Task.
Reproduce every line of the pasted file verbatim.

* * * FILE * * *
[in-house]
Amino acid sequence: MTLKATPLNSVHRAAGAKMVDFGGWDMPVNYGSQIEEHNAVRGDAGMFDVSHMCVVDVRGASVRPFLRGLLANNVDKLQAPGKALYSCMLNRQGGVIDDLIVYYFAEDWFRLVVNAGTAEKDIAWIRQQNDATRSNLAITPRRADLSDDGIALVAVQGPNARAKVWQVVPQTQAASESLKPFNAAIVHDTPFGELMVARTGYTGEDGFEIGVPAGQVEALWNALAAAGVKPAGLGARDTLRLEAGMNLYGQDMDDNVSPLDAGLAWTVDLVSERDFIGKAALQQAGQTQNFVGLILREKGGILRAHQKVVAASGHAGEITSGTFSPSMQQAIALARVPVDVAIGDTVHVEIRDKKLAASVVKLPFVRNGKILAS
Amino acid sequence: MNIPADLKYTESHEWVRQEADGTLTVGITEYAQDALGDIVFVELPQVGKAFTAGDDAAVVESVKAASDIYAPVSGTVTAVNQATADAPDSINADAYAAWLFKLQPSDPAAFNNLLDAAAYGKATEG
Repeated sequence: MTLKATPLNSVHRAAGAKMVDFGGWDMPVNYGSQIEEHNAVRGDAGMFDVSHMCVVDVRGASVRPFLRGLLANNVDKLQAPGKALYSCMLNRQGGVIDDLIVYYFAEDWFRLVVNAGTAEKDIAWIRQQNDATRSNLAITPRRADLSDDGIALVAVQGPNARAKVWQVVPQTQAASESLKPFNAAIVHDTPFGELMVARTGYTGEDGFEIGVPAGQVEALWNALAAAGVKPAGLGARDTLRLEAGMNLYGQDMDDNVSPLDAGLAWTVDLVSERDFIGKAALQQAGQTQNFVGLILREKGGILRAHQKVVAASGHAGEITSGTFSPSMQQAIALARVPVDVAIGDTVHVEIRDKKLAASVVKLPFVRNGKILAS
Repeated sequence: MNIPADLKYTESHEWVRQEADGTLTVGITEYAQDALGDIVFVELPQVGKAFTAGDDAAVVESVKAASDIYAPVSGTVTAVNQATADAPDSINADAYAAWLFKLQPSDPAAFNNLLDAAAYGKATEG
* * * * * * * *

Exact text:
[in-house]
Amino acid sequence: MTLKATPLNSVHRAAGAKMVDFGGWDMPVNYGSQIEEHNAVRGDAGMFDVSHMCVVDVRGASVRPFLRGLLANNVDKLQAPGKALYSCMLNRQGGVIDDLIVYYFAEDWFRLVVNAGTAEKDIAWIRQQNDATRSNLAITPRRADLSDDGIALVAVQGPNARAKVWQVVPQTQAASESLKPFNAAIVHDTPFGELMVARTGYTGEDGFEIGVPAGQVEALWNALAAAGVKPAGLGARDTLRLEAGMNLYGQDMDDNVSPLDAGLAWTVDLVSERDFIGKAALQQAGQTQNFVGLILREKGGILRAHQKVVAASGHAGEITSGTFSPSMQQAIALARVPVDVAIGDTVHVEIRDKKLAASVVKLPFVRNGKILAS
Amino acid sequence: MNIPADLKYTESHEWVRQEADGTLTVGITEYAQDALGDIVFVELPQVGKAFTAGDDAAVVESVKAASDIYAPVSGTVTAVNQATADAPDSINADAYAAWLFKLQPSDPAAFNNLLDAAAYGKATEG
Repeated sequence: MTLKATPLNSVHRAAGAKMVDFGGWDMPVNYGSQIEEHNAVRGDAGMFDVSHMCVVDVRGASVRPFLRGLLANNVDKLQAPGKALYSCMLNRQGGVIDDLIVYYFAEDWFRLVVNAGTAEKDIAWIRQQNDATRSNLAITPRRADLSDDGIALVAVQGPNARAKVWQVVPQTQAASESLKPFNAAIVHDTPFGELMVARTGYTGEDGFEIGVPAGQVEALWNALAAAGVKPAGLGARDTLRLEAGMNLYGQDMDDNVSPLDAGLAWTVDLVSERDFIGKAALQQAGQTQNFVGLILREKGGILRAHQKVVAASGHAGEITSGTFSPSMQQAIALARVPVDVAIGDTVHVEIRDKKLAASVVKLPFVRNGKILAS
Repeated sequence: MNIPADLKYTESHEWVRQEADGTLTVGITEYAQDALGDIVFVELPQVGKAFTAGDDAAVVESVKAASDIYAPVSGTVTAVNQATADAPDSINADAYAAWLFKLQPSDPAAFNNLLDAAAYGKATEG